Beth Ami pioneers wax nostalgic about the old days

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In some ways, Santa Rosa's Jewish community has been a victim of its own success. Over time its numbers have swelled, but the sense of family has diminished.

Four Congregation Beth Ami pioneers reminisced nostalgically during a recent discussion about Santa Rosa's small but vibrant Jewish community in the 1940s and '50s.

"It was one big family," said Evelyn Gurevitch, who moved to Santa Rosa with her husband and toddler in 1944. "Everything revolved around the congregation, socially and religiously. It was a community that doesn't really exist today. I don't know everyone anymore."

Membership in the Santa Rosa Jewish Community Center has ballooned from about 40 families in the 1940s to a Conservative congregation with more than 300 families today. Many community members have achieved their goal of assimilating into mainstream American life. To the sorrow of some, their children married outside the religion.

The trend may explain why Congregation Beth Ami's Sisterhood died in the 1960s, despite Gurevitch's attempts to resuscitate it.

Gurevitch shared the stage on a recent Saturday night with old-timers Edith Newman, Everett Shapiro and Benny Friedman.

Known today as one of Sonoma County's leading philanthropists, Friedman owned a Petaluma junk store that became the county's hardware store. Newman, who fled Nazi Germany, settled on a Santa Rosa chicken ranch in 1950. Shapiro, an attorney, grew up in Santa Rosa at a time when the trip to Petaluma could, in his words, feel like "an exodus."

The four spoke with Bay Area historians Fred Rosenbaum and Stephen Dobbs. The two are interviewing Bay Area Jews for a book they are writing about the Jews of Northern California from the 1850s until the present.

Rosenbaum kicked off the discussion by pointing out that Santa Rosa's population grew from 4,000 in 1880 to 12,000 in 1940, swelling in the last few decades to reach its current 120,000.

Friedman recalled traveling from his childhood home in Santa Rosa to San Francisco in his father's Model T Ford truck before the 1937 opening of the Golden Gate Bridge, when a ferry was the only way to cross the bay. His father sold furniture, which he bought in San Francisco. "They would stick me in between the furniture on the truck," said Friedman, sitting and leaning on his cane. "We had a big rainstorm. How I kept from drowning, I don't know. I never wanted to go again."

Shapiro said the community built a "barn-like shul" on property a congregation member donated in the 1920s. The property owner stood at the door and controlled who could enter the Orthodox synagogue, which smelled like a tannery because of its proximity to one.

The congregation opened a Reform temple on Orchard Street in 1947. When Newman joined in 1950, the sisterhood formed. "We were forever cooking. We were forever moving benches around. We had all sorts of money-raising efforts," she said.

When the congregation talked about raising dues from $60 a year to $70 a year, some members threatened to leave, Newman said. "The meetings were sheer horror." Yet, she said, "The minute the meeting was over, everybody loved each other."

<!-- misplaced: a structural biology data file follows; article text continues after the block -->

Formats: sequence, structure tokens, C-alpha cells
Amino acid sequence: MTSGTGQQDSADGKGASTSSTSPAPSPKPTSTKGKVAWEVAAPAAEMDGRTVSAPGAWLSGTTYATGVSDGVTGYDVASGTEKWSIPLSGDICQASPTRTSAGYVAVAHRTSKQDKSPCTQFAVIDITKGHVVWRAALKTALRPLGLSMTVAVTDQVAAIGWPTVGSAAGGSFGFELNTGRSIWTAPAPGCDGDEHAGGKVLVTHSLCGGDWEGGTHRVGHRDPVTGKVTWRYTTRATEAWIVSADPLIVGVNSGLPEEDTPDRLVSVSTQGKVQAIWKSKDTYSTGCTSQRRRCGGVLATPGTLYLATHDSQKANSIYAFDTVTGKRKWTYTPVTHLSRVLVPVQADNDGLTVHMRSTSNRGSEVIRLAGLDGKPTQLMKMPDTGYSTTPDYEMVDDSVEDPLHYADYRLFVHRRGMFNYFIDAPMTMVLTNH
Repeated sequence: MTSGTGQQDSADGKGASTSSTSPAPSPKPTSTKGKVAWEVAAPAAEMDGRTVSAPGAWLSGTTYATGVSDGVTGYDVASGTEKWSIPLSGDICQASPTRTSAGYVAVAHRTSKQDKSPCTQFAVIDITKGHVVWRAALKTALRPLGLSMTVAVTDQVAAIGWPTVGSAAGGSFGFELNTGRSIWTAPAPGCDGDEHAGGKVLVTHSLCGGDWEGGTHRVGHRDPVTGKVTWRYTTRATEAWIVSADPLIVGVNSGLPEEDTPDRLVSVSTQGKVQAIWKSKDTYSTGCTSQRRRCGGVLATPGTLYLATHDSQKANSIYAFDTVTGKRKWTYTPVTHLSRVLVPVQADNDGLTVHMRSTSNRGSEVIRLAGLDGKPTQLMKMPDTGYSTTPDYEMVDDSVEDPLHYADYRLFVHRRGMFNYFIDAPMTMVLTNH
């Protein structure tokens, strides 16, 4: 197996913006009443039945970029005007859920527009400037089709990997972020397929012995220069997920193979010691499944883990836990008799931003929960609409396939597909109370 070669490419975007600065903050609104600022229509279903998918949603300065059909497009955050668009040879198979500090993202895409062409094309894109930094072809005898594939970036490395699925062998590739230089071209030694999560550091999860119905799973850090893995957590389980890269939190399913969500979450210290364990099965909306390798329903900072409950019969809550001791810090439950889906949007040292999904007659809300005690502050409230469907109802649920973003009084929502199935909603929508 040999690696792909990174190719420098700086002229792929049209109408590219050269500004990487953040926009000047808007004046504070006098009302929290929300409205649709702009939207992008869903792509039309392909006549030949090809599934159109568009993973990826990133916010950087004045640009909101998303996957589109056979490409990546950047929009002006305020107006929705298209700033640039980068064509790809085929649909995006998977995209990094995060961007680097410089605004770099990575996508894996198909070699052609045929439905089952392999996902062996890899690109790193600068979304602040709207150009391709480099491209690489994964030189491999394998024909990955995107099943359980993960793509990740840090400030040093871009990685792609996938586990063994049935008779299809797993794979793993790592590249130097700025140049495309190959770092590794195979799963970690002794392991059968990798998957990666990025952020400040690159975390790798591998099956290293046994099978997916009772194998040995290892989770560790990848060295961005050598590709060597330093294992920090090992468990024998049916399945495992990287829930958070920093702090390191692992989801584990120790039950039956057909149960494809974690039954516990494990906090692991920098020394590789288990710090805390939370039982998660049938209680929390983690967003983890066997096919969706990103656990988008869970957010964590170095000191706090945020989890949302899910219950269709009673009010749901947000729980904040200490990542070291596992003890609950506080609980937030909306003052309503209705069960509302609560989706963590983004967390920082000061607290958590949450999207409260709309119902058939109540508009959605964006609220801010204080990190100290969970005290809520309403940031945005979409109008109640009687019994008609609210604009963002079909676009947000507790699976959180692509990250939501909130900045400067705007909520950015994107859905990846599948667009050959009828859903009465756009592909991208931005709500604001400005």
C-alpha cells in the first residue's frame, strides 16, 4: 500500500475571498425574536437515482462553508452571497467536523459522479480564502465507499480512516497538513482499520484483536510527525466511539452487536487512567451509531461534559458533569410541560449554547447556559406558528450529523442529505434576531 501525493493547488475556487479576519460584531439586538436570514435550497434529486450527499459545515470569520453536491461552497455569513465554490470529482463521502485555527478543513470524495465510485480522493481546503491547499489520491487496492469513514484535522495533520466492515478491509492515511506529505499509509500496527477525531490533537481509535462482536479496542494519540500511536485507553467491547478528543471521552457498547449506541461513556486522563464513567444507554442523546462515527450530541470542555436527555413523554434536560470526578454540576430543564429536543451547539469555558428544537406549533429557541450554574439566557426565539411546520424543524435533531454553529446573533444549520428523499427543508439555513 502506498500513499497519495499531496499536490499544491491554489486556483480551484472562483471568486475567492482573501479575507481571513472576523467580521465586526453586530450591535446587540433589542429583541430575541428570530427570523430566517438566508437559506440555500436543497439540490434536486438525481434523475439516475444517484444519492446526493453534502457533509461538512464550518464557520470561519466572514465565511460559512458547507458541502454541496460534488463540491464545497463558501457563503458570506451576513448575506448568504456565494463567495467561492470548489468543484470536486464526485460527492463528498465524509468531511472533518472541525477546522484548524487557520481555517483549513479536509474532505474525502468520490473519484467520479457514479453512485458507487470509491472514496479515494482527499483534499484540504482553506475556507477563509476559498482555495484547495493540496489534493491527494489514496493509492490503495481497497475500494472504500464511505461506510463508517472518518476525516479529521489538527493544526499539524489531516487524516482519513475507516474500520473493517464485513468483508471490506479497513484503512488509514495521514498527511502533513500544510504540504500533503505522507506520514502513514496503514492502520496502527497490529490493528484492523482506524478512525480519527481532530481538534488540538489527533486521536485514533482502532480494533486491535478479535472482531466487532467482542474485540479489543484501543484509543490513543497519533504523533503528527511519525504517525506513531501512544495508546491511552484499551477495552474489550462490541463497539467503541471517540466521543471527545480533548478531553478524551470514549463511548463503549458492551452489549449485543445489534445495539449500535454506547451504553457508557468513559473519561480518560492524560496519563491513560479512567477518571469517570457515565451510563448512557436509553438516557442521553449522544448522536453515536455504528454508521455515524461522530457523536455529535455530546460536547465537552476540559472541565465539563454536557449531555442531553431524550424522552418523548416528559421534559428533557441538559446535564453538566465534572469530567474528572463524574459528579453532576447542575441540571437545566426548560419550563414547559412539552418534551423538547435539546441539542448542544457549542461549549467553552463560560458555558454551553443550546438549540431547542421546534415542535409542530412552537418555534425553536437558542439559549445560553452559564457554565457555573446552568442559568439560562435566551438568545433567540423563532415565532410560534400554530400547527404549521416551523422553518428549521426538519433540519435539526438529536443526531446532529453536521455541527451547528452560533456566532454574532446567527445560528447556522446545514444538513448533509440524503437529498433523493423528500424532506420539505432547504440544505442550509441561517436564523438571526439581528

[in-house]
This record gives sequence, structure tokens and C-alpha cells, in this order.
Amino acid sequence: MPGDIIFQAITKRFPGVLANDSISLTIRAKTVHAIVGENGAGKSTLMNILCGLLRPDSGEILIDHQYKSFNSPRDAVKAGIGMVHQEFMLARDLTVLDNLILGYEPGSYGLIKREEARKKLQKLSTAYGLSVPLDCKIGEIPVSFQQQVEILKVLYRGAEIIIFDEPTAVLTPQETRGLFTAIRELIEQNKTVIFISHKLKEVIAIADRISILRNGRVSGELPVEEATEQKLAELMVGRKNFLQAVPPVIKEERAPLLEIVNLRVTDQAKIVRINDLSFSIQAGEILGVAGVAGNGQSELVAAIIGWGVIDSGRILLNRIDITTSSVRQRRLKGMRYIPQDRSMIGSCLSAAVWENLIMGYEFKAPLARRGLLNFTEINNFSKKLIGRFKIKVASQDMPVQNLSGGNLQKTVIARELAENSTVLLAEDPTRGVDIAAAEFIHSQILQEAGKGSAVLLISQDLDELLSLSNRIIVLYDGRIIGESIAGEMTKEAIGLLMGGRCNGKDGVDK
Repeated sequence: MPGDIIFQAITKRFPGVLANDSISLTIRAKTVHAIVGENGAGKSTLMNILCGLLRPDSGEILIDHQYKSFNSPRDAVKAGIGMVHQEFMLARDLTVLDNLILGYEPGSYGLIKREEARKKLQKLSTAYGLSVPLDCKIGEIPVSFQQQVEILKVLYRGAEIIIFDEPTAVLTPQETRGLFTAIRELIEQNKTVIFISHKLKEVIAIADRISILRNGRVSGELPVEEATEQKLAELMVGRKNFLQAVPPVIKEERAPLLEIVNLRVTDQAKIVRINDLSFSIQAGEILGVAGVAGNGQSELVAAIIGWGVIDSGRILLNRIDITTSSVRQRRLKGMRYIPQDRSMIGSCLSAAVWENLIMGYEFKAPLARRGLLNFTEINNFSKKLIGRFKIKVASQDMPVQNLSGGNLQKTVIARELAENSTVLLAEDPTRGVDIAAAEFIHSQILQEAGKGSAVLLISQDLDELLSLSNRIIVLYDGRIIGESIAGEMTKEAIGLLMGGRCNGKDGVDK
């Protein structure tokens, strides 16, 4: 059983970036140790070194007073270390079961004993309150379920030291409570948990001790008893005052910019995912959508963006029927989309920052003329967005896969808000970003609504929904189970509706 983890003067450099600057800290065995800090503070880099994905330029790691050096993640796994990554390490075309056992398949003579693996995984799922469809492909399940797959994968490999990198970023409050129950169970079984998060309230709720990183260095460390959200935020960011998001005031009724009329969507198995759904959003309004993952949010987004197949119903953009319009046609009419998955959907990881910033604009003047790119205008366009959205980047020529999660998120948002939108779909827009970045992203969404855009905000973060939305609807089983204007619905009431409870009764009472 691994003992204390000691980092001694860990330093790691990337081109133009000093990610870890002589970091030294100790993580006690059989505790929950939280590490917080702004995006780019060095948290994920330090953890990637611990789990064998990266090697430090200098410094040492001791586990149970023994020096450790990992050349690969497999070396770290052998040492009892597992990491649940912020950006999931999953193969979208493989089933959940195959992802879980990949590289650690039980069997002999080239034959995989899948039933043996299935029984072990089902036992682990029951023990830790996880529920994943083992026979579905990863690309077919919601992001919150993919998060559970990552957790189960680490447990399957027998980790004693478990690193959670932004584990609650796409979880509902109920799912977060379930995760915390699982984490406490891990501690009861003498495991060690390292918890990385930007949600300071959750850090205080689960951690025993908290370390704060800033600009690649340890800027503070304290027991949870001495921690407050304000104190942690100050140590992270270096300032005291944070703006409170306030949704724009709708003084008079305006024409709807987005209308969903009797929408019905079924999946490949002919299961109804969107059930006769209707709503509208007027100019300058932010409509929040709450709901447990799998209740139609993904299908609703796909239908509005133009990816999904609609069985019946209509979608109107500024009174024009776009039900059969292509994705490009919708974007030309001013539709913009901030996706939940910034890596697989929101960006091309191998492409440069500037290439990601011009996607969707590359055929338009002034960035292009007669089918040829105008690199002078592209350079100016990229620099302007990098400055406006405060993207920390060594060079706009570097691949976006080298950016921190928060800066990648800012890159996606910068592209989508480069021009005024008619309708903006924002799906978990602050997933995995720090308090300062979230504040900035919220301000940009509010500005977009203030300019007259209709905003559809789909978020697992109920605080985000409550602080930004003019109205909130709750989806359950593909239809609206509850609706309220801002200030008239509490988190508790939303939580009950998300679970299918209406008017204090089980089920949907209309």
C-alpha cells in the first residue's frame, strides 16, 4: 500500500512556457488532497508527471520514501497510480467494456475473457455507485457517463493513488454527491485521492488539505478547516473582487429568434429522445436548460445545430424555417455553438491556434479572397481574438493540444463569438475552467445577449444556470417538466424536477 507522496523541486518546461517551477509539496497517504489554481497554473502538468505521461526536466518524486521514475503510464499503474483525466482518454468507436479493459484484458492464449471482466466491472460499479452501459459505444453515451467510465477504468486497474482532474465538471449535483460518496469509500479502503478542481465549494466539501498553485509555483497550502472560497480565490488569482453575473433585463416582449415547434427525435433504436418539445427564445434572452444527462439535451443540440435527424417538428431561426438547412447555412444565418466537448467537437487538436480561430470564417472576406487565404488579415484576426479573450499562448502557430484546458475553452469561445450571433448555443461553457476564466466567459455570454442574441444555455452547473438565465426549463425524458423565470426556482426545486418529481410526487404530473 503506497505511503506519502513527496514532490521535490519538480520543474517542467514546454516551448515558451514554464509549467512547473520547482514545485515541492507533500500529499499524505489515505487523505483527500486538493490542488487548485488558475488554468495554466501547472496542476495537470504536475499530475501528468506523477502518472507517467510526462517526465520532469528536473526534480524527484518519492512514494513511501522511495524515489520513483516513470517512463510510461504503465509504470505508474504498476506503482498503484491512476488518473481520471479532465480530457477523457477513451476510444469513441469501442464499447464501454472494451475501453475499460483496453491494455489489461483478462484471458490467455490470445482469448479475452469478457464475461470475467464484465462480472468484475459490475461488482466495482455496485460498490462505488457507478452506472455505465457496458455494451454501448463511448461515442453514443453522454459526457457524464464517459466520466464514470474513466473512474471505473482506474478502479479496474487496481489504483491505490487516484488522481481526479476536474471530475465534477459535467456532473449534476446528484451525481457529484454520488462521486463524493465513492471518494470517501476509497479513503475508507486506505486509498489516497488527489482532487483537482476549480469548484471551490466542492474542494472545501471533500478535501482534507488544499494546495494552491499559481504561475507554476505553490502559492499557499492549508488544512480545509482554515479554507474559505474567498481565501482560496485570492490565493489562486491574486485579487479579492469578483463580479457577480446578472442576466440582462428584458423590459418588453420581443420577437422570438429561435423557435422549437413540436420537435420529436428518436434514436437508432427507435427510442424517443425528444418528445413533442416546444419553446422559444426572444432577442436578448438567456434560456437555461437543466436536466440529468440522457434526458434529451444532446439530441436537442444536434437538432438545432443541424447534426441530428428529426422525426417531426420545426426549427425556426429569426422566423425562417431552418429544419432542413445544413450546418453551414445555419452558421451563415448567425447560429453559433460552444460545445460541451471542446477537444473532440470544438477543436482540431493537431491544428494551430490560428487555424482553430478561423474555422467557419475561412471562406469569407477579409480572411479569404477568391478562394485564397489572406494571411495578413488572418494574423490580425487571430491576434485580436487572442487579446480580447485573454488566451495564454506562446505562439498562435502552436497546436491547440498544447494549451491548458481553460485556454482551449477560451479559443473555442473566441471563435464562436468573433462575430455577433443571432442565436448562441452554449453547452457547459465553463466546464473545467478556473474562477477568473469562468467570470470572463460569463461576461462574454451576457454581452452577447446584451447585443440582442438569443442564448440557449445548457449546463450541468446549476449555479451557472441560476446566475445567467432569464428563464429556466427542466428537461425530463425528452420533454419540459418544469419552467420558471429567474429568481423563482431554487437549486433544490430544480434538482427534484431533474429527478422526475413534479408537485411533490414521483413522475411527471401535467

Said Gurevitch: "We argued and argued and argued, and we were friends when we left. We lost members. But we never lost friends."

That was not the case some miles away in the rural enclave of Petaluma, where political differences tore apart the Jewish community in the 1940s and '50s. Some Jews — many of them chicken ranchers — considered themselves communists. People called them "pinkos," said Shapiro.

Santa Rosa Jews, on the other hand, were primarily business people, he said, tilted more to the right.

"They were all more socialist than communist, in my eyes," Newman added.

The two Sonoma County Jewish communities did have some similarities, though. Like the Petaluma Jews, those in Santa Rosa argued over whether the congregation should be a religious or a social institution. "The majority did not want the congregation," Newman said. "They liked the social, but they did not go along with the religious part of it. Since very few had families here, we were a family. One big chavurah."

When the congregation grew too big for the Orchard Street synagogue, the men built another room, the Rose Room, onto it, without permits. "In those days," Friedman said, "we didn't know what a permit was."

The men built and the women cooked.

"We were a wonderful community," said Shapiro. "It was a great place to live. To grow up was even better. The community has been damned nice to us. They didn't think of us as Jews and them as Christians. We were generally accepted."

Newman said she never felt anti-Semitism in Santa Rosa. Shapiro said he felt very little. Occasionally, he said, when he was a schoolboy, another child would point him out as a Jew.

Gurevitch, however, said her husband's business suffered because he and his father were the area's only Jewish carpenters.

In search of other Jewish children, Gurevitch and Newman drove their kids to Petaluma and south toward San Francisco. "I was fortunate enough to have my daughter marry the only available Jewish boy in Petaluma," said Gurevitch, whose children are 55 and 58 now.

Newman's children, the only Jews in their Sebastopol schools, married non-Jews. "Coming from a country that chased us out and did not regard us as human beings, then to have your children intermarry, it wasn't easy," she said. "It was not a happy feeling."

Shapiro concluded: "We've achieved assimilation."